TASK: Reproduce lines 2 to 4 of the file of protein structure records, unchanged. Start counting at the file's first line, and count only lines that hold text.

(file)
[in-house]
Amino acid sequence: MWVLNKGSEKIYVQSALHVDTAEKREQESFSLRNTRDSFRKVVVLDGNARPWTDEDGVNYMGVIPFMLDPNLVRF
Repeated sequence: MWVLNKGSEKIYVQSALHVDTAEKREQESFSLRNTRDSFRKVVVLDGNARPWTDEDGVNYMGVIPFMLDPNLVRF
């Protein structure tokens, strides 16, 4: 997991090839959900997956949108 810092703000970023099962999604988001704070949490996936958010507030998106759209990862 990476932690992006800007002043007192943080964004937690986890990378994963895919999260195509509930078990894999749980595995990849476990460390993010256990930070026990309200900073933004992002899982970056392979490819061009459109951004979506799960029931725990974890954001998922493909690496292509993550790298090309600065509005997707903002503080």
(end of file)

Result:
Amino acid sequence: MWVLNKGSEKIYVQSALHVDTAEKREQESFSLRNTRDSFRKVVVLDGNARPWTDEDGVNYMGVIPFMLDPNLVRF
Repeated sequence: MWVLNKGSEKIYVQSALHVDTAEKREQESFSLRNTRDSFRKVVVLDGNARPWTDEDGVNYMGVIPFMLDPNLVRF
């Protein structure tokens, strides 16, 4: 997991090839959900997956949108 810092703000970023099962999604988001704070949490996936958010507030998106759209990862 990476932690992006800007002043007192943080964004937690986890990378994963895919999260195509509930078990894999749980595995990849476990460390993010256990930070026990309200900073933004992002899982970056392979490819061009459109951004979506799960029931725990974890954001998922493909690496292509993550790298090309600065509005997707903002503080």